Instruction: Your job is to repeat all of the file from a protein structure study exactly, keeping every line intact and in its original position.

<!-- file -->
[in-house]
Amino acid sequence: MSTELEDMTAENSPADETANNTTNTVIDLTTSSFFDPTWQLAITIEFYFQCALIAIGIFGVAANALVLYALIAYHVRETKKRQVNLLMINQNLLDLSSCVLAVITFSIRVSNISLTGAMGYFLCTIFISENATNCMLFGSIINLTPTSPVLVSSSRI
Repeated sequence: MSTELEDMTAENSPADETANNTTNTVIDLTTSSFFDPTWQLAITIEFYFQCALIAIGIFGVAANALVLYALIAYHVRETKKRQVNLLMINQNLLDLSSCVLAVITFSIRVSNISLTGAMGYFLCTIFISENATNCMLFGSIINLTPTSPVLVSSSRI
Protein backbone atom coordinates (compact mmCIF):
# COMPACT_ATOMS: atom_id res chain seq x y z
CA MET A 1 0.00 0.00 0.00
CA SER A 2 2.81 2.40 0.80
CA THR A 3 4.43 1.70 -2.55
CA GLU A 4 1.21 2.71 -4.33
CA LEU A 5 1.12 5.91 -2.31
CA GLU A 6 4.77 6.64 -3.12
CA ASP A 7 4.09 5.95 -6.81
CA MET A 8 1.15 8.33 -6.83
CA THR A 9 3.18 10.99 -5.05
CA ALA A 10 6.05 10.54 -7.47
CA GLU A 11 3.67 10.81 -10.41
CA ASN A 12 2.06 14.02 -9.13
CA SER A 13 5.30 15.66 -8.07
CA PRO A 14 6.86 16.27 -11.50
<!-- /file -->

[in-house]
Amino acid sequence: MSTELEDMTAENSPADETANNTTNTVIDLTTSSFFDPTWQLAITIEFYFQCALIAIGIFGVAANALVLYALIAYHVRETKKRQVNLLMINQNLLDLSSCVLAVITFSIRVSNISLTGAMGYFLCTIFISENATNCMLFGSIINLTPTSPVLVSSSRI
Repeated sequence: MSTELEDMTAENSPADETANNTTNTVIDLTTSSFFDPTWQLAITIEFYFQCALIAIGIFGVAANALVLYALIAYHVRETKKRQVNLLMINQNLLDLSSCVLAVITFSIRVSNISLTGAMGYFLCTIFISENATNCMLFGSIINLTPTSPVLVSSSRI
Protein backbone atom coordinates (compact mmCIF):
# COMPACT_ATOMS: atom_id res chain seq x y z
CA MET A 1 0.00 0.00 0.00
CA SER A 2 2.81 2.40 0.80
CA THR A 3 4.43 1.70 -2.55
CA GLU A 4 1.21 2.71 -4.33
CA LEU A 5 1.12 5.91 -2.31
CA GLU A 6 4.77 6.64 -3.12
CA ASP A 7 4.09 5.95 -6.81
CA MET A 8 1.15 8.33 -6.83
CA THR A 9 3.18 10.99 -5.05
CA ALA A 10 6.05 10.54 -7.47
CA GLU A 11 3.67 10.81 -10.41
CA ASN A 12 2.06 14.02 -9.13
CA SER A 13 5.30 15.66 -8.07
CA PRO A 14 6.86 16.27 -11.50